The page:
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Memory of Patterson drives Shorter, Tigers

 

Adam Minichino

 

 

MACON -- Tyrone Shorter remembers the conversation well. 

 

Earlier this season, after the death of offensive coordinator James Patterson hit the Noxubee County community and the high school football team hard, wide receiver Kyziah Pruitt came into Shorter's office in the field house. The Tigers were still dealing with the loss of Patterson as well as the departure of three other coaches, including longtime offensive line coach Michael Ashford. 

 

Needless to say there was plenty of uncertainty surrounding a program that had won state championships in 2008, 2012, 2014, and 2015. 

 

"What are we going to do, coach?" Shorter recalls Pruitt asking him. 

 

Shorter didn't let on that he, too, had concerns about how the Tigers were going to move forward without Patterson, who had worked at the school for 37 years and helped the football team leave behind a past of winless seasons to become one of the state's strongest programs. That's why he reassured Pruitt he was going to find replacements who could help Noxubee County remain one of the best teams in the state of Mississippi. 

 

Shorter found those coaches in co-offensive coordinators Teddy Young, a former Noxubee County player, and John Sallis, a former head coach at Leake Central. Shorter also found motivation in the loss of Patterson. The Tigers have used the memory of their longtime coach as fuel to get back to the Mississippi High School Activities Association Class 4A State title game. No. 1 seed Noxubee County (10-4) will look to win its fifth state championship at 3 p.m. Saturday when it takes on East Central (13-0) in the Class 4A State championship game at Ole Miss' Vaught-Hemingway Stadium in Oxford. 

 

Shorter said a victory would be a fitting way to cap a season the Tigers have dedicated to Patterson, who died March 18. 

 

"I want to say Terry (Joiner) or one of the seniors said, 'This season is going to be dedicated to coach P,' " Shorter said, thinking back to the start of spring practice. "Coach Patterson was part of this program when we went five years without winning a game. We talked about that and how miserable it was. Now look at the program." 

 

Shorter said he had a feeling something was wrong with Patterson, but he didn't know for sure. He said he didn't find out until Patterson talked to him in February in his office. Shorter has a framed picture of him and Patterson in his office. The picture, which was taken with the team's latest championship rings, used to hang on the wall in the field house, but Shorter said he had to take it down because the players used to touch it so often before taking the field that it fell and the frame broke.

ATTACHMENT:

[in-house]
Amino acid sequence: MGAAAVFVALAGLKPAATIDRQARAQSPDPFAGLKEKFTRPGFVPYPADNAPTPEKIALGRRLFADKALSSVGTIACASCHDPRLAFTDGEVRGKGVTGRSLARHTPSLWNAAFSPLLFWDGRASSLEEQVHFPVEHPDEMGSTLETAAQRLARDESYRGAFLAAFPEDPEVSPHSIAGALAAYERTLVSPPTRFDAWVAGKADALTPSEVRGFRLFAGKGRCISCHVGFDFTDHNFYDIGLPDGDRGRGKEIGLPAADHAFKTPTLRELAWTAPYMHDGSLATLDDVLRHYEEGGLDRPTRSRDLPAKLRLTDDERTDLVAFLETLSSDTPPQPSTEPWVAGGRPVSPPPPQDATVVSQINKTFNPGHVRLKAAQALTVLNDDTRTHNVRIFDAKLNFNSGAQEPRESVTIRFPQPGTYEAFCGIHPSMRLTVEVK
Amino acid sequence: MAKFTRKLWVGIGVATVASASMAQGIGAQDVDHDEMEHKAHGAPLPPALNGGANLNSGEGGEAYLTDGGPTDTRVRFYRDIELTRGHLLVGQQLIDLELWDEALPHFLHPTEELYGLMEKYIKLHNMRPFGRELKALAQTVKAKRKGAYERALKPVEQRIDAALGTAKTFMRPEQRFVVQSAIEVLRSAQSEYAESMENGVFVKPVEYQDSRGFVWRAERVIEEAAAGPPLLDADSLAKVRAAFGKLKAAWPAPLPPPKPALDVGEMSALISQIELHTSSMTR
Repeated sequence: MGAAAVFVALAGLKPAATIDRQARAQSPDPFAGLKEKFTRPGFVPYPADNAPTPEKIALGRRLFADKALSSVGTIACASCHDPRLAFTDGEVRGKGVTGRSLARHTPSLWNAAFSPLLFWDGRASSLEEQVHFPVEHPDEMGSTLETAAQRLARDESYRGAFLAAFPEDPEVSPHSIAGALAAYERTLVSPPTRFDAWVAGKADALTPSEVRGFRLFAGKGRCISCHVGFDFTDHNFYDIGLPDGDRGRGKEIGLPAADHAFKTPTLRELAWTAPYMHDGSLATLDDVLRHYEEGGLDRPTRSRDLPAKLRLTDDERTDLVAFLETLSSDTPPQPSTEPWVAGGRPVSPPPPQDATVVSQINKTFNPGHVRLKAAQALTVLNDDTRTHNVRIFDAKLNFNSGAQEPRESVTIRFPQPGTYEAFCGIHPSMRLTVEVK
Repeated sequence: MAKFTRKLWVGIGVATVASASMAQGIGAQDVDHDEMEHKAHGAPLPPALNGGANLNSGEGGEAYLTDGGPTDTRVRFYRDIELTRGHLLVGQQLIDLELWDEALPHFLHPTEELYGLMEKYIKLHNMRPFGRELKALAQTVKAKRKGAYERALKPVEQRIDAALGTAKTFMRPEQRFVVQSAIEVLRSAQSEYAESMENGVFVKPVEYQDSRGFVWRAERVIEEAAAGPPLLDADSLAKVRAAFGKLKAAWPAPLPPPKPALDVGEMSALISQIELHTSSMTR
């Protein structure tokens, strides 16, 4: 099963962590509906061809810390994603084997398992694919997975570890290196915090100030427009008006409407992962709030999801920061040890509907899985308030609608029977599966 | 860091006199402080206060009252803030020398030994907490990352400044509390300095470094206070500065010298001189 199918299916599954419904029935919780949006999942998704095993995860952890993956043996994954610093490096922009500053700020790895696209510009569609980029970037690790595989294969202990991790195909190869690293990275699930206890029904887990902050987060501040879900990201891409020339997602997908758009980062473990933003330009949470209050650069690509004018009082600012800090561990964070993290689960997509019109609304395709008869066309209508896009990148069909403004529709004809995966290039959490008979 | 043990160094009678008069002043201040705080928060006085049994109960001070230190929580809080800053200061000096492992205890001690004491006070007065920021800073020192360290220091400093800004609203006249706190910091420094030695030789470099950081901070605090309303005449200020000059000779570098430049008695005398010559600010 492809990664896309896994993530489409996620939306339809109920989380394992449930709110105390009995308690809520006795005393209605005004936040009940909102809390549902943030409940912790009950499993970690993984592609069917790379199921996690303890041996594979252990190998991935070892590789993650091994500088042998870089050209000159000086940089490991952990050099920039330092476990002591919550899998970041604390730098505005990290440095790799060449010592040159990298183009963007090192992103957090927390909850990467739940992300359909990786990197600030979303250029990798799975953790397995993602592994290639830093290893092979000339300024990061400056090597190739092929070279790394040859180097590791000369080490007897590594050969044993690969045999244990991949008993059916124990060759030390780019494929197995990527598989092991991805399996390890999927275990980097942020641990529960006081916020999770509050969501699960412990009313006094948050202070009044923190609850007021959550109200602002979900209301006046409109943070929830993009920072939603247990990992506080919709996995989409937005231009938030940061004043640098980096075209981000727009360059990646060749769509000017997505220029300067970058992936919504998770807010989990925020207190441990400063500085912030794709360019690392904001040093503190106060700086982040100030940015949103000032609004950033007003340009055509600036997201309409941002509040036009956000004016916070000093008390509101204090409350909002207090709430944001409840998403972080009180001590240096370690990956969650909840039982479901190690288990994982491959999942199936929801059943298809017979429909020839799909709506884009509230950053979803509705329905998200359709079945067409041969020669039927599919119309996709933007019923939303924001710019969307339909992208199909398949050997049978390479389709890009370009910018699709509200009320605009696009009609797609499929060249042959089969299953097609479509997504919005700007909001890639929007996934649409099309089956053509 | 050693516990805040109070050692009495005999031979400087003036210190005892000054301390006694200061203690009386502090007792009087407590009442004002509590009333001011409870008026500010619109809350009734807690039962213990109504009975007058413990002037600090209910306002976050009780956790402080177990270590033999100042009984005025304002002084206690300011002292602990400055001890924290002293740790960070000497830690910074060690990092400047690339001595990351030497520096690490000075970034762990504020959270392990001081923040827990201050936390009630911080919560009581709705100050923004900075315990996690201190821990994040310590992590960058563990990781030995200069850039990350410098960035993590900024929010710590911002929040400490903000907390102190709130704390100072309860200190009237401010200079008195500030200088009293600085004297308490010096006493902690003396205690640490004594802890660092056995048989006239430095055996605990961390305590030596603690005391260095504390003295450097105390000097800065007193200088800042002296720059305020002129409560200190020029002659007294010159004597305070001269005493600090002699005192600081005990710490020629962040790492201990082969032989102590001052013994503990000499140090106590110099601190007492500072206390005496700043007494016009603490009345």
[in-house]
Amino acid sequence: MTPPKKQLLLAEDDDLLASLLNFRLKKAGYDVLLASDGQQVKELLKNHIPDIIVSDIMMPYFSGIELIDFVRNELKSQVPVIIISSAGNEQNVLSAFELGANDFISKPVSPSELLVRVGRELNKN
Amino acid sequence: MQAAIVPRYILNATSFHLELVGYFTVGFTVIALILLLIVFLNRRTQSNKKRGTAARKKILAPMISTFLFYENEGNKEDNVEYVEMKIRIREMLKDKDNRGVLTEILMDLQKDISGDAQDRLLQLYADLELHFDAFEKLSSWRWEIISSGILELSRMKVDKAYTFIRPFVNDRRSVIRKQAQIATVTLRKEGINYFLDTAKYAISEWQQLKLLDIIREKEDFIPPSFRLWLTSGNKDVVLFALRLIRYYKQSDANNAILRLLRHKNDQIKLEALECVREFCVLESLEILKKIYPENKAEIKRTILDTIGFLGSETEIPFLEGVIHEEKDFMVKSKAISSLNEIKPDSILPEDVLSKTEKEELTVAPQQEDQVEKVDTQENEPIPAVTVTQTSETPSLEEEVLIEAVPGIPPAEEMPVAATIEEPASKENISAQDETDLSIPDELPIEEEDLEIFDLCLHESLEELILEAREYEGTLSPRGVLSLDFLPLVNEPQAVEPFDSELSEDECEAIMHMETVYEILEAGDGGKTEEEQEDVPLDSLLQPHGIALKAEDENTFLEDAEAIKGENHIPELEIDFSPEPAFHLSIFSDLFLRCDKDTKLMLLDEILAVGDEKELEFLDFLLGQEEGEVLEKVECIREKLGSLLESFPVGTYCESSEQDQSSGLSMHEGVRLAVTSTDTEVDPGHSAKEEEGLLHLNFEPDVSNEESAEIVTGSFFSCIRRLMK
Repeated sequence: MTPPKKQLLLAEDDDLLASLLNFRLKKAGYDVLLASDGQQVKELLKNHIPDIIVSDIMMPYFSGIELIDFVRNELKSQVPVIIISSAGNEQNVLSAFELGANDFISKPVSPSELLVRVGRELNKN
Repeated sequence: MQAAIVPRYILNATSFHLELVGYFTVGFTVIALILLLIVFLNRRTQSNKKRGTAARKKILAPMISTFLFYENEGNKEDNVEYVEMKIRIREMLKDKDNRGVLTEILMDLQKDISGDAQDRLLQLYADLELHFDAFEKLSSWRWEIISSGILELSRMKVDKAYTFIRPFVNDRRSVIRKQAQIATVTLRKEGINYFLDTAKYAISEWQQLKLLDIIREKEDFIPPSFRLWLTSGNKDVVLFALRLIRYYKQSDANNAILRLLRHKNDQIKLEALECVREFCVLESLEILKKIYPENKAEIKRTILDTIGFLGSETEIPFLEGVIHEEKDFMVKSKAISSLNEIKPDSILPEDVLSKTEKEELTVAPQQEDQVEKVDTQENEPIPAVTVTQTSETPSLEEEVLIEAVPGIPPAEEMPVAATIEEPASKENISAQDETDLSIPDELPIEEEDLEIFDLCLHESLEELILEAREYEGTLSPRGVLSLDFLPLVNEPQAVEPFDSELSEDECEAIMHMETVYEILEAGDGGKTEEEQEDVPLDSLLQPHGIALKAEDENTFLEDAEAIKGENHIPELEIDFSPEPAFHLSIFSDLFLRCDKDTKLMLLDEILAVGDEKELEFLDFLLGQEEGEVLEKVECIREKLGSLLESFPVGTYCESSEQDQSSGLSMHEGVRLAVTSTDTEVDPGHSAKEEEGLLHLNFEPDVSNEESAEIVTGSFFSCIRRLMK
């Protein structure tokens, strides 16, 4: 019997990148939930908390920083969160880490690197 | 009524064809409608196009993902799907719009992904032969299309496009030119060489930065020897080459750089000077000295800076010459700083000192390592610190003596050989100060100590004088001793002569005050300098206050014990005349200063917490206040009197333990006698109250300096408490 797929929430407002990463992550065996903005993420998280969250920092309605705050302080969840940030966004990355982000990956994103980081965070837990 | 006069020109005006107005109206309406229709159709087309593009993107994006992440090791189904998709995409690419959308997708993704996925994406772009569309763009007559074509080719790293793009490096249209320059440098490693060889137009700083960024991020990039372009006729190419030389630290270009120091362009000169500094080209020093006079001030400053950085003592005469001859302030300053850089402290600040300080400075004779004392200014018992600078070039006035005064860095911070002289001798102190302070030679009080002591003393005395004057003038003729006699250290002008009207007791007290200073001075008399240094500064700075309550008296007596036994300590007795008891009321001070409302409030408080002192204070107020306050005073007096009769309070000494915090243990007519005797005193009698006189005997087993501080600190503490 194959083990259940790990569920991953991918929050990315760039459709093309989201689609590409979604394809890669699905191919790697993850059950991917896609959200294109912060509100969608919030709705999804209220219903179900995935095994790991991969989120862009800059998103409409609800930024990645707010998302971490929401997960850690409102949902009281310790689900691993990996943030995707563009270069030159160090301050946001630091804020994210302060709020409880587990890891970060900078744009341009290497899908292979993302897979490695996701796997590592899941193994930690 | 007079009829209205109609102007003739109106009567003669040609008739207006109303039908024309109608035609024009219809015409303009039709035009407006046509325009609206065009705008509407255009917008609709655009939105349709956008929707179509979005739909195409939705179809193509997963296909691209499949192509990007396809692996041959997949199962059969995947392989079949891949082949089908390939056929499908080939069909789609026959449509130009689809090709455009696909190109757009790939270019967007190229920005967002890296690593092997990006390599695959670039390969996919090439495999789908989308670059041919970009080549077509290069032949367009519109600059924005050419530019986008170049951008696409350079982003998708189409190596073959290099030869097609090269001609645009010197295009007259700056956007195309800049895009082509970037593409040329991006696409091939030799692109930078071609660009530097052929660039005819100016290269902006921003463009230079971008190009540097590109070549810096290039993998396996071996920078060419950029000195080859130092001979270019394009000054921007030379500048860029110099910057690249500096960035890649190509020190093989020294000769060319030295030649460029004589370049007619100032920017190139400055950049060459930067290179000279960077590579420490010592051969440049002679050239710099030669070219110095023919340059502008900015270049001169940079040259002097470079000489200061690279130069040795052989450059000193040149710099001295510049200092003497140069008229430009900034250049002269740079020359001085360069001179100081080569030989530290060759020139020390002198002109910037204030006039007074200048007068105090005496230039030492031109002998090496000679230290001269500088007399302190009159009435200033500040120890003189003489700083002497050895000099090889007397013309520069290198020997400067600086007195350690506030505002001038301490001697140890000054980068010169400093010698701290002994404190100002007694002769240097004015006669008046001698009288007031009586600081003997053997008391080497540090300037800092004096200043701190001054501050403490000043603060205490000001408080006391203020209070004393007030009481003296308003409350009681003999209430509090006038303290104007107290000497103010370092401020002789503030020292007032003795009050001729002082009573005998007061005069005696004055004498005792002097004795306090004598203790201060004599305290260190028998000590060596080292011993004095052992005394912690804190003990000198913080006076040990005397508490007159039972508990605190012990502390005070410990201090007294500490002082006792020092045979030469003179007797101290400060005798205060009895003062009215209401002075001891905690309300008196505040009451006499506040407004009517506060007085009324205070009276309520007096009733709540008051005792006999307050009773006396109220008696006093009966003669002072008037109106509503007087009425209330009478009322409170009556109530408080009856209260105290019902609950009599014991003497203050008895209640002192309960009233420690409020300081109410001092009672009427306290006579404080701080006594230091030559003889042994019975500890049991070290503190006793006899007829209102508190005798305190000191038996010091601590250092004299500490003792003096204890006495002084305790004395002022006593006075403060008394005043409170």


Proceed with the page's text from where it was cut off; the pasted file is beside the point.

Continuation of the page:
That doesn't mean Patterson is forgotten. In fact, Shorter said the Tigers have been motivated to keep Patterson's legacy alive. He said the players break down huddles with some soft of tribute to Patterson. The latest is, "1-2-3 Champs; 4-5-6 coach P." 

 

Shorter said Patterson's brand of tough love earned him the respect and love of the players. He remembers a man who loved to smile, had countless sayings, and always seemed to have a CD or a movie to give to somebody.  

 

Shorter said Noxubee County's 35-28 victory against Louisville at Tiger Stadium in Macon was an "emotional" night because Patterson talked to him about how he knew Noxubee County had the talent and potential to win a state title in 2017. That meeting happened in Atlanta, where Patterson was receiving treatment. Patterson's words have stuck with Shorter through the ups and downs of a season that have at times frustrated him, but Patterson's resolve and strength have kept Shorter focused on realizing the goal of his longtime friend and coach. 

 

"When I first got here 20 years ago, he opened his arms and welcomed me into this program," Shorter said. "He used to always tell me, 'You're going to be a good coach, boy.' He told me he liked my passion and that I wanted to learn. Once of his favorite saying is, 'I have forgotten more football than some of y'all young coaches.' That is what he used to tell us when we were coming up. 

 

"Coach Patterson was just a funny guy. He was a guy everyone loved to be around." 

 

Follow Dispatch sports editor Adam Minichino in Twitter @ctsportseditor

 

Adam Minichino is the Sports Editor for The Commercial Dispatch.

 

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